Accused Attacker of Paul Pelosi Present in the United States Illegally; Faces Deportation

Accused Attacker of Paul Pelosi Present in the United States Illegally; Faces Deportation

On Oct. 28, 2022, an individual violently attacked Paul Pelosi, husband of the Speaker of the House of Representatives, Nancy Pelosi, seriously injuring Mr. Pelosi, who was hospitalized following the attack and underwent surgery for his injuries. Amid the controversy and misinformation surrounding the politically charged incident, it has become clear that the accused assailant was present in the United States illegally and may be subject to deportation. The tragic incident offers a glimpse into the intersection of criminal law and immigration law. 

Political Attack Against Paul Pelosi

On Oct. 28, 2022, an assailant violently attacked Paul Pelosi in his San Francisco residence, inflicting serious injuries including a fractured skull. While the details of the attack remain somewhat unclear, state prosecutors believe the attack was political in nature, with Speaker Pelosi being the intended target. 

Federal prosecutors charged the suspect with two federal crimes: assault of an immediate family member of a federal official with the intent to retaliate against the official on account of the performance of official duties; and attempted kidnapping of a federal official on account of the performance of official duties. In addition to federal charges, the suspect was charged with six state felonies including burglary, assault with a deadly weapon, and attempted murder. The suspect has made no comment on the charges, nor has he had the opportunity to challenge them in court.

Suspect Present in the United States as Visa Overstay

According to an article published on November 1, 2022, in the New York Post by Joe Marino and David Propper, the suspect involved in the attack was present in the United States illegally. Specifically, he had overstayed a visa and remained in the country without lawful status for many years prior to the attack.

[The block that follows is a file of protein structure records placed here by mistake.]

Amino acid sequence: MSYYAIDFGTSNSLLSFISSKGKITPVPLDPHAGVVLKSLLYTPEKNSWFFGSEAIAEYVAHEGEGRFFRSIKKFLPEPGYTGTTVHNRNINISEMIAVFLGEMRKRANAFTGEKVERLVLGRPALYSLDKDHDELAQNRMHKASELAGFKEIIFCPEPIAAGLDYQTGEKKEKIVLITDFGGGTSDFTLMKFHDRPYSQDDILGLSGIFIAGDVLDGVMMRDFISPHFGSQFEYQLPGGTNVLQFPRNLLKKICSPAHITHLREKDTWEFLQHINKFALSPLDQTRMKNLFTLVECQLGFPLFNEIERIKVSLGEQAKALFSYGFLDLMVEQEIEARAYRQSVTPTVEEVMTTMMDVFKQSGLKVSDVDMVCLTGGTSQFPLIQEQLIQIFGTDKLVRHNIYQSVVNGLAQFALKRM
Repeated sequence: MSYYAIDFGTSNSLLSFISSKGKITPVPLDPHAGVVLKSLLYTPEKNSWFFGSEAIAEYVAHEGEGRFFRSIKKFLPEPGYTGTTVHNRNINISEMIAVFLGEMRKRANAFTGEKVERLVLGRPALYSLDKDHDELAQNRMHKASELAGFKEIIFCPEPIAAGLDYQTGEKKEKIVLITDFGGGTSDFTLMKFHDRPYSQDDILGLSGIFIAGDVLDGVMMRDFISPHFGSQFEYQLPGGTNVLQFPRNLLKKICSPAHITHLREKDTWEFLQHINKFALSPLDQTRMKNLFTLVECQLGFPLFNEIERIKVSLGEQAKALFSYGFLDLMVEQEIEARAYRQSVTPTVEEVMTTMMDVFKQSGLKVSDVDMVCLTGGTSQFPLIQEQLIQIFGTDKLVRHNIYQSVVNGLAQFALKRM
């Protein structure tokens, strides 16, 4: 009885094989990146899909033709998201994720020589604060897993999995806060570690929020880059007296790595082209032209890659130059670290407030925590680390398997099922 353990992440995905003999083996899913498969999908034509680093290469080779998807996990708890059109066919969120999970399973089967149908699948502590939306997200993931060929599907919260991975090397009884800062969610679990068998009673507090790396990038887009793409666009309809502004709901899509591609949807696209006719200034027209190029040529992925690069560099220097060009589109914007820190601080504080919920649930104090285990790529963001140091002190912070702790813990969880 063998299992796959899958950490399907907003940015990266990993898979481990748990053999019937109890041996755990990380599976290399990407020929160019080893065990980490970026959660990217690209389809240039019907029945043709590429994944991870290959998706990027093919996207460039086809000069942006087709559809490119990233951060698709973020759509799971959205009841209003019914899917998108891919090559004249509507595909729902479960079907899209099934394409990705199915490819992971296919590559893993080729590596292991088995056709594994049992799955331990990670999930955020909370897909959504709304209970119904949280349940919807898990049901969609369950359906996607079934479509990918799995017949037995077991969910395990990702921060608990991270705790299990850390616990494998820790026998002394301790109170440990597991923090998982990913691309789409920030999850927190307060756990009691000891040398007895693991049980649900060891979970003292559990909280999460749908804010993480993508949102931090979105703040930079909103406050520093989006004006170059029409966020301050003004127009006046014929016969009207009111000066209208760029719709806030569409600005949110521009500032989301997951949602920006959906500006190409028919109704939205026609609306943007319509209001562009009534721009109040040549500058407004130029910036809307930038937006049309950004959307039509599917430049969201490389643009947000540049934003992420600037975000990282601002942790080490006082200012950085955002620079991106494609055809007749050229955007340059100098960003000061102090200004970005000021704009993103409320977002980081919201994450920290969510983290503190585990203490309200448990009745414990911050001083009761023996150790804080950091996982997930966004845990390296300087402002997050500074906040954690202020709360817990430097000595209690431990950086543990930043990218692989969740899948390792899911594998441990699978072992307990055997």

A noncitizen who is lawfully admitted to the United States is provided an authorized period of time during which they are permitted to remain in the country. Any period of time the individual remains in the country after the authorized time expires is considered a “visa overstay,” which means the individual is present in the country without lawful status. Accumulating unlawful presence in the United States can lead to serious consequences, including a three-year bar from returning to the country for those who accrue over 180 days of unlawful presence and a ten-year bar for those who remain unlawfully for more than one year. In 2020, the Department of Homeland Security estimated that over half of a million individuals were present in the United States as visa overstays.

Immigration Consequences of Criminal Activity

Individuals who remain in the United States without lawful status and commit certain crimes may be subject to enhanced penalties including removal (deportation) from the United States.

Not all criminal convictions lead to deportation. However, among the primary types of criminal activity that lead to deportation are aggravated felonies, which are crimes statutorily defined to invoke immigration consequences. The full list of criminal convictions that constitute aggravated felonies are outlined at Section 1101(a)(43) of Title 8 of the U.S. Code. 

In addition to aggravated felonies, crimes involving moral turpitude can invoke consequences including deportation. While immigration law does not explicitly define what constitutes a crime involving moral turpitude, courts have held that these crimes often include theft, murder, voluntary manslaughter, and crimes involving inherent vileness, such as rape and other sexual crimes. 

The consequences of criminal activity for noncitizens in the United States can be severe. For the suspect in the attack on Paul Pelosi, Immigration and Customs Enforcement has already filed a detainer, indicating they intend to detain the individual following the conclusion of his criminal matter. Cases involving both criminal law and immigration law can be complex, so it is advisable for anyone facing such a situation to consult an immigration attorney to better understand their options.

To learn more about this blog post, or if you have any other immigration concerns, please feel free to contact me at or (484) 544-0022.

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